Some also provide dental insurance, life insurance, and 401K or retirement plans. Other benefits, such as discounts for different memberships, are less likely to be on the roster in a benefits package among respondents. The results of the “Death of the Traditional Pay Check” survey, which was conducted by The Harris Poll on behalf of The Workforce Institute at Kronos in 2019 showed that 3 in 4 employees want access to their pay check before payday, and more than half of them believed on-demand pay was a more attractive benefit than additional paid time off. Obviously, there is proof that this could be a tool for recruitment and retention.

What benefits do you offer full-time employees?

Employee Benefits Percentage of Companies
Sick Leave 84%
Paid Vacation 80%
Medical insurance 76%
Life insurance 61%
Dental insurance 54%
401k or other retirement plan 48%
Flex time 44%
Other 20%

READ : Employee Benefits Trends


On-Demand Pay Case Studies

Uber provides its workforce the opportunity for instant payments. Workers can load money they just earned onto a debit card up to five times per day. Most U.S. drivers and delivery people can get this immediate pay after completing their first trip for the company.

Walmart associates can use a service that allows them to get partial payments from their pay check once per week. At different times, they can cash out different amounts of money. Fifty percent of all of their accrued net earnings, minus deductions, are available regardless of when they request it. Some workers will not be able to access this service because it is unavailable where they live.

For a fee of $1.99, Door Dash delivery people in the United States can cash out their earnings daily rather than waiting for a weekly deposit. Workers become eligible to buy into the service after they have made 25 deliveries and have been on the company platform for at least two weeks.

Lyft’s option is less efficient than some of the others. Workers might have to wait to start cashing out because of the time it takes for their bank to make deposits. Earnings can appear within hours or days. Still, workers don’t have to wait until payday.

On-Demand Pay Is the Future of Pay Structures

At the same time, the majority of HR leaders, who responded to the HR Exchange Network’s On-Demand Pay Survey say that compensation is the biggest factor in recruitment and retention strategy. Obviously, this is meaningful and could indicate that more employers will consider flexible, alternative pay structures in their quest to attract top talent. After all, 40% of respondents said they are unable to recruit talent in the way they could before the pandemic. The overwhelming majority of respondents – 145 out of 162 to be precise – experienced a turnover rate of between 0% and 50% in the last 18 months.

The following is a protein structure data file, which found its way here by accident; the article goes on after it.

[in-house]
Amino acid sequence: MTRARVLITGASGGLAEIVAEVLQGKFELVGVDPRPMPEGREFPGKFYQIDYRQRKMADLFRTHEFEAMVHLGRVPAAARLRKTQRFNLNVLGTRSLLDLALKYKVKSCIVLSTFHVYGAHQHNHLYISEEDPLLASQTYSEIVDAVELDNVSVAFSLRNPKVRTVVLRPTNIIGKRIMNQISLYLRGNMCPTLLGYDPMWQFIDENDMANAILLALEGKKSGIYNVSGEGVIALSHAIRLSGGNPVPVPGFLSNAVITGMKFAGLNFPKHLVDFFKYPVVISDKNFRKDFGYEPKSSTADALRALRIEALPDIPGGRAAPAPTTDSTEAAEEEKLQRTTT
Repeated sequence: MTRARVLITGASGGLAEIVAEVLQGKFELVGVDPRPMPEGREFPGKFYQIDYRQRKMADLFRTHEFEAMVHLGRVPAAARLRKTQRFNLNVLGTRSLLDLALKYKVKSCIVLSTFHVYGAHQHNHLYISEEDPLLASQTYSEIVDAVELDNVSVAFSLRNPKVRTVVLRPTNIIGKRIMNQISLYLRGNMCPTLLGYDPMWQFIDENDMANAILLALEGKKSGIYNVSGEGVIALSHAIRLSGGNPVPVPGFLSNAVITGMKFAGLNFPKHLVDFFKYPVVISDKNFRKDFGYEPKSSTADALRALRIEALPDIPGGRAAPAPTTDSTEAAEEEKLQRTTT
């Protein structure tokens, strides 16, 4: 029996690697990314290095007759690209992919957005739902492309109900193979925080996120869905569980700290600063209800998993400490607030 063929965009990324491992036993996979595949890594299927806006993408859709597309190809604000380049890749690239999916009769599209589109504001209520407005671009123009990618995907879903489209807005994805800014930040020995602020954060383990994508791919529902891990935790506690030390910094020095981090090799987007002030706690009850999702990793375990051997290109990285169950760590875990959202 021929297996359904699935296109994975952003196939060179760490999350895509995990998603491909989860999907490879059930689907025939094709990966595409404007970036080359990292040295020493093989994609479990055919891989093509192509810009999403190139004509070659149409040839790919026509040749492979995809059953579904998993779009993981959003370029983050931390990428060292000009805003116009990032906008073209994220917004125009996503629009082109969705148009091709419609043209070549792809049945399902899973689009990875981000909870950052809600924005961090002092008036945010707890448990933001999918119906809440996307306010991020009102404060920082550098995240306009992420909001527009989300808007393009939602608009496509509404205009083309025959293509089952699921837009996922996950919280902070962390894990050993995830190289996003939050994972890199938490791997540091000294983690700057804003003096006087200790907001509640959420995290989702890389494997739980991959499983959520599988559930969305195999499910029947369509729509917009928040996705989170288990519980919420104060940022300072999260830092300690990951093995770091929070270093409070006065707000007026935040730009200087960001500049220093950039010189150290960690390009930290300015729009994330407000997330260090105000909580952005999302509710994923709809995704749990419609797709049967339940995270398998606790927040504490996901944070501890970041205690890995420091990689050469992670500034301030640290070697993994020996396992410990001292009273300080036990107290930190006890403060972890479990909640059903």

Salaries were the most common form of payment that respondents offered to employees. But hourly and freelance/ contract/gig workers were represented, too. Most of them, at 43%, pay at least some of their workers on a monthly basis. Compensation experts suggest imagining if you had to wait one full month to get paid when an emergency has arisen in your family. Many are reminding employers that timing of pay can sometimes be equally important to the amount.

What type of payments are made to your employees?                                                   

Hourly wages 49%


Freelance/Contract/Gig worker33%

Often, employees have to wait even longer for some of their pay. More than 60% of respondents offered employees a performance-based bonus, about 36% gave an end-of-year gift, and about 25% provided profit share. About 15% of respondents offered no bonus, and about 16% offered other kinds of incentives. Employees are increasingly taking the view that waiting for additional money, when you might not be able to afford necessities, is not sustainable. As a result, Millennials and Gen Z workers are demanding changes to payroll.

What bonuses are provided to your employees?

  • End-of-the-year holiday gifts 36%
  • Performance-based bonuses 61%
  • Profit Share25%
  • None15%
  • Other16%

“As previous Workforce Institute at Kronos research shows, younger employees want the flexibility of gig work but the stability of a traditional full-time job – and the same can now be said for how they want to be paid,” has said Bob Clements, President of Axsium, according to The Workforce Institute at Kronos.

“Organizations that embrace an on-demand pay model will be one step closer to offering an engaging, future-ready workplace experience that will lure the top talent and position them for success for years to come.”

Bob Clements, President of Axsium

Clearly, with more job candidates and employees seeking ever-increasing amounts of flexibility, the pay structures that have traditionally defined the way we work are on the way out. Employees really want to have access to the money they have already earned.

“On-demand pay puts more control in the hands of employees. There are those who live pay check to pay check, and emergencies come up,” says Pelletier. “From that standpoint, it’s a safety net.”

Companies that want to win the talent war and pay hourly for gig workers can facilitate the freedom and convenience candidates want in a compensation package. They may have to overcome some challenges and mitigate risk to provide on-demand pay. In the near future, experts expect advances in technology and shifting cultural norms to push employers into providing on-demand pay among their usual benefits packages.

Read the Report Here


Business Insider

“Getting Paid in America” Survey Results



ABC News


Workforce Institute at Kronos